Viet Nam

society and culture

Xin Chào from Sa Pa in the far north of Việt Nam,

Who’d’ve thought that rich Europeans would willingly choose to venture high into the mountains of northern Việt Nam, walk long distances up and down steep slopes, stay in local homes in ethnic villages and pay for the privilege? But that’s what thousands of tourists do. Like lots of successful business models, the concept seems implausible before it’s actual implementation.

    The 54 ethnic groups in Việt Nam exist on the margins of the rapidly modernising society. How to bring them along with the transitioning majority without threatening their cherished culture? Whose responsibility is it? Should they be left to the vicissitudes of the callous market? 

   The Việtnamese government wants them to retain their cultures and not merely to attract western tourists like us to trek through the mountains from village to village. The government has electrified most villages, built roads and concrete motorbike tracks connecting villages. They’ve also built schools and maintained the rail link from Hà Nội. In the Mường Hoa Valley, Sa Pa is the focal point for most visitors to the mountains. The heavily terraced slopes are populated by several different ethnic groups such as the Hmong, Tay, Zhau and Thai people. These people face some difficult questions about their future in a modern Việt Nam.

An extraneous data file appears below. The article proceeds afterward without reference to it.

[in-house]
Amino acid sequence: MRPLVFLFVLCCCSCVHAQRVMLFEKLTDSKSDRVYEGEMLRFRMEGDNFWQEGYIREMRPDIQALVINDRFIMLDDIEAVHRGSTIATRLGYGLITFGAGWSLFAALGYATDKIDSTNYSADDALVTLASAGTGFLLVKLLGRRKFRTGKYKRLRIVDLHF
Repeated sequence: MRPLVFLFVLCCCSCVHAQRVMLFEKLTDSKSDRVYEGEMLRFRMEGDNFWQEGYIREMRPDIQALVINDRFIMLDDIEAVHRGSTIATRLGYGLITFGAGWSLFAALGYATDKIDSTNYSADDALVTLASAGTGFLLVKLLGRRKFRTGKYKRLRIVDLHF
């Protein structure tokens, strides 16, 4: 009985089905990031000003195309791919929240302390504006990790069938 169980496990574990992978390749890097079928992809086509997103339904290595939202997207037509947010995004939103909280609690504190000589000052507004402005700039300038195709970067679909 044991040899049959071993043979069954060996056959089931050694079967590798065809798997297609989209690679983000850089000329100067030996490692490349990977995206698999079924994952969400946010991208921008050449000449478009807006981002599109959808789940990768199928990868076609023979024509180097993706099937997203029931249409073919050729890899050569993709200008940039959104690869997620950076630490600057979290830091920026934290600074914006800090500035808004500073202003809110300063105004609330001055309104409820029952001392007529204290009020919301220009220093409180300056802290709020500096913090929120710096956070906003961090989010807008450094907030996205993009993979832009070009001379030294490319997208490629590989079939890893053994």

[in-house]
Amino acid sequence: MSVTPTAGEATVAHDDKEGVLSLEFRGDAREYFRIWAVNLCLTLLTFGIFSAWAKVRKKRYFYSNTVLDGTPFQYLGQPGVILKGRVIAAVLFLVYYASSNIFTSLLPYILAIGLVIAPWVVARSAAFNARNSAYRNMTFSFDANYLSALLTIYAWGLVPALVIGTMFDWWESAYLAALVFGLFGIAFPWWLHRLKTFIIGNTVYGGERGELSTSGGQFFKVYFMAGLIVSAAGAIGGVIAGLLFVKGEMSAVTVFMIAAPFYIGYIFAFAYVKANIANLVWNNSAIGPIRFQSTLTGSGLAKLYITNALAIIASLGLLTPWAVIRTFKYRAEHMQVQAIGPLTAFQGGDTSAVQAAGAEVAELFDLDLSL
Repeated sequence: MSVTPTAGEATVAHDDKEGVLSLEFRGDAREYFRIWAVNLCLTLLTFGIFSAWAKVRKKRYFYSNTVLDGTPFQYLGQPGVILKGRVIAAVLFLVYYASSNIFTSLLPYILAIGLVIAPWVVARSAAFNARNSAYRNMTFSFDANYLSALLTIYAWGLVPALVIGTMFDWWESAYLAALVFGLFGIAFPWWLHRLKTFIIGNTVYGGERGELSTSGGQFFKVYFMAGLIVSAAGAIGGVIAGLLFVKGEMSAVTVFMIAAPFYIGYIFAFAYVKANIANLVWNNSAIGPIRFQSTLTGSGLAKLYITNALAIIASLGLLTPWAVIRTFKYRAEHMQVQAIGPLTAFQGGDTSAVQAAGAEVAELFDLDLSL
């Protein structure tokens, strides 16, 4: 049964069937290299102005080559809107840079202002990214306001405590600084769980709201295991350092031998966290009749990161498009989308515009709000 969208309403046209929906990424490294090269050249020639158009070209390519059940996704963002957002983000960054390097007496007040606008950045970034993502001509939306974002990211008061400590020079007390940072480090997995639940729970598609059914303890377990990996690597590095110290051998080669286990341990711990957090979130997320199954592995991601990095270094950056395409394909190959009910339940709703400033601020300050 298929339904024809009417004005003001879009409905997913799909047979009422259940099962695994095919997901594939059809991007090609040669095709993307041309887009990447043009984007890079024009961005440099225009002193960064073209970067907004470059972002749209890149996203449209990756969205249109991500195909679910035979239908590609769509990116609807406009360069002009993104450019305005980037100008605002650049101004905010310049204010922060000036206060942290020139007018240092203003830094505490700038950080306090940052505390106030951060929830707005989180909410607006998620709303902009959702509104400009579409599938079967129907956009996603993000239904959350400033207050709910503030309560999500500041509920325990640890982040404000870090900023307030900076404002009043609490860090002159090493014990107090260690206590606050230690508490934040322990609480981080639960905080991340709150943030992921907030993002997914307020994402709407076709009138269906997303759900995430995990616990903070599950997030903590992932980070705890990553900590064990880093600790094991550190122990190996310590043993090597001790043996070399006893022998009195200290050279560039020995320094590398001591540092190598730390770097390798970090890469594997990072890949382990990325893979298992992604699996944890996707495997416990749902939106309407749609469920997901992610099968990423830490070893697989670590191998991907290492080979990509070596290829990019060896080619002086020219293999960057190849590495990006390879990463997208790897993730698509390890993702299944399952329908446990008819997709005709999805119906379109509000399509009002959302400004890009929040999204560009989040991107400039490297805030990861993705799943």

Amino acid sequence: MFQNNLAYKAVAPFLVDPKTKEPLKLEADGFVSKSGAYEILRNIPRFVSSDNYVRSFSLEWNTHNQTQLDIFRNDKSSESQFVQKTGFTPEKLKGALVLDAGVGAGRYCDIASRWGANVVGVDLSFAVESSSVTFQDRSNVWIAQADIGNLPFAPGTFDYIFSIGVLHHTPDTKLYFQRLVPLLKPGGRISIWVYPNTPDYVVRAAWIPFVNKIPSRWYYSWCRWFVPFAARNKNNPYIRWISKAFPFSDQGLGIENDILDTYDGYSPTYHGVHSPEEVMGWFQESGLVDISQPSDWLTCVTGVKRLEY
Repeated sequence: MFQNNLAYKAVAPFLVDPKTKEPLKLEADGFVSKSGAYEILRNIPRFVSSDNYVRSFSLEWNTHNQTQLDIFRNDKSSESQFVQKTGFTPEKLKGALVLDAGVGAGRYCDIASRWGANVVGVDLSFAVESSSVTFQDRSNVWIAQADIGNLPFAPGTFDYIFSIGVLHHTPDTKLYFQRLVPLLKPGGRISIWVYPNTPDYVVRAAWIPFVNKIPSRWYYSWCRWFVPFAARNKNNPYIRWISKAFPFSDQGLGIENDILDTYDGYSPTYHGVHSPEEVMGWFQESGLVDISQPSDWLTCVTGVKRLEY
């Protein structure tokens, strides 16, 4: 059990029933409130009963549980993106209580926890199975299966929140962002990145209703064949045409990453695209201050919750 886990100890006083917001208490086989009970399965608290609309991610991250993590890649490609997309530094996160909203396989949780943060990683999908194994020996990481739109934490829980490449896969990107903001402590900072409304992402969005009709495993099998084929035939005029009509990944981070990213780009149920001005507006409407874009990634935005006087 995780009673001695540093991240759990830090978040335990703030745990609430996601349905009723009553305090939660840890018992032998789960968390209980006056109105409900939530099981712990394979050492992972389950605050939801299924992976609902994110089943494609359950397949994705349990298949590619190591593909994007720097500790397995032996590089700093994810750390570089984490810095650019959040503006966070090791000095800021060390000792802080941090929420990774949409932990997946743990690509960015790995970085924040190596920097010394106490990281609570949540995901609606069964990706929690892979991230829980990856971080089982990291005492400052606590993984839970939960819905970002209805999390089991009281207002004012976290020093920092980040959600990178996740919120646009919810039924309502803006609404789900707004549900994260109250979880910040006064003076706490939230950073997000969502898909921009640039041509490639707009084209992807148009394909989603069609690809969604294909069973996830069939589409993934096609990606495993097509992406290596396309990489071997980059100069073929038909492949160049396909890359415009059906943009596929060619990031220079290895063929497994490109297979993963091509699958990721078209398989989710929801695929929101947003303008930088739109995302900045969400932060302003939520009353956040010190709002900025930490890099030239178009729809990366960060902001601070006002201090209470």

Linda learning to embroider

   Another partial solution is actually originating from the market (which is not quite so brutal and callous as it can be in the west). The Sapa Sisters is an organisation run on business principles, catering for trekkers and hikers wanting to immerse themselves in local cultures. In this organisation, the women act as guides. They know their way around and can speak the local dialects.

     The Sapa Sisters was started by Yiva Landoff Lindberg who saw such women “getting pathetically paid” and started the business so they could cut out the middlemen and “take all the money from tours for themselves”. This is what attracted us to this particular group. 

trafficking across the border

    The extra problem which faces these people is the trafficking of women across the border into China where there is a famous shortage of marriageable women. Our guide – of the Black Hmong group – was a very congenial woman called Ze. She told us that they’ve already lost many girls to the kidnappers. Yiva Landoff Lindberg says the work of the Sapa Sisters (the best paid guides in the valley) “provides a shield of self-confidence and a reason not to be lured over the border”. 

   We were pleased to patronise this business where the profits – if there are any – are ploughed back into the business for expansion (now 23 guides receiving a steady source of income) and the recipients are women. It’s good to know that business can sometimes provide a solution to a problem created by another business.
hẹn gặp lại from Sa Pa


Other photos from hereabouts

Sa Pa
Sa Pa
Sa Pa
Sa Pa

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